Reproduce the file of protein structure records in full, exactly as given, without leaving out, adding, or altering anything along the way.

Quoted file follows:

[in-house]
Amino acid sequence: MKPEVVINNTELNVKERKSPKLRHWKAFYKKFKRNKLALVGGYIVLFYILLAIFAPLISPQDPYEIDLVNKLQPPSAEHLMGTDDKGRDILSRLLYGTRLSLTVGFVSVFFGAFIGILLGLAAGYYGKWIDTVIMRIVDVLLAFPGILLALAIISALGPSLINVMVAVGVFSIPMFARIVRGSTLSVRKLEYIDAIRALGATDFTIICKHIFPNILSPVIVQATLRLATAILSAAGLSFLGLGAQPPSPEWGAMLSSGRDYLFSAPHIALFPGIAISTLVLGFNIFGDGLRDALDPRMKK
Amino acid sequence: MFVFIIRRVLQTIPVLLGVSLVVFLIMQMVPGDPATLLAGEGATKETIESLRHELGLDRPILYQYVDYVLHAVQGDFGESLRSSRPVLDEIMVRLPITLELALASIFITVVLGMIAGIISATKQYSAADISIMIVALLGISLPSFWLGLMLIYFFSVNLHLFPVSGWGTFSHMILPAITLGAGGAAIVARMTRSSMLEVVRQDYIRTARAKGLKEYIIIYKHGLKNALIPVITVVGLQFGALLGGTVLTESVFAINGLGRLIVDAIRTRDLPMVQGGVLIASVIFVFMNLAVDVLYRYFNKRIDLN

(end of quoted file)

[in-house]
Amino acid sequence: MKPEVVINNTELNVKERKSPKLRHWKAFYKKFKRNKLALVGGYIVLFYILLAIFAPLISPQDPYEIDLVNKLQPPSAEHLMGTDDKGRDILSRLLYGTRLSLTVGFVSVFFGAFIGILLGLAAGYYGKWIDTVIMRIVDVLLAFPGILLALAIISALGPSLINVMVAVGVFSIPMFARIVRGSTLSVRKLEYIDAIRALGATDFTIICKHIFPNILSPVIVQATLRLATAILSAAGLSFLGLGAQPPSPEWGAMLSSGRDYLFSAPHIALFPGIAISTLVLGFNIFGDGLRDALDPRMKK
Amino acid sequence: MFVFIIRRVLQTIPVLLGVSLVVFLIMQMVPGDPATLLAGEGATKETIESLRHELGLDRPILYQYVDYVLHAVQGDFGESLRSSRPVLDEIMVRLPITLELALASIFITVVLGMIAGIISATKQYSAADISIMIVALLGISLPSFWLGLMLIYFFSVNLHLFPVSGWGTFSHMILPAITLGAGGAAIVARMTRSSMLEVVRQDYIRTARAKGLKEYIIIYKHGLKNALIPVITVVGLQFGALLGGTVLTESVFAINGLGRLIVDAIRTRDLPMVQGGVLIASVIFVFMNLAVDVLYRYFNKRIDLN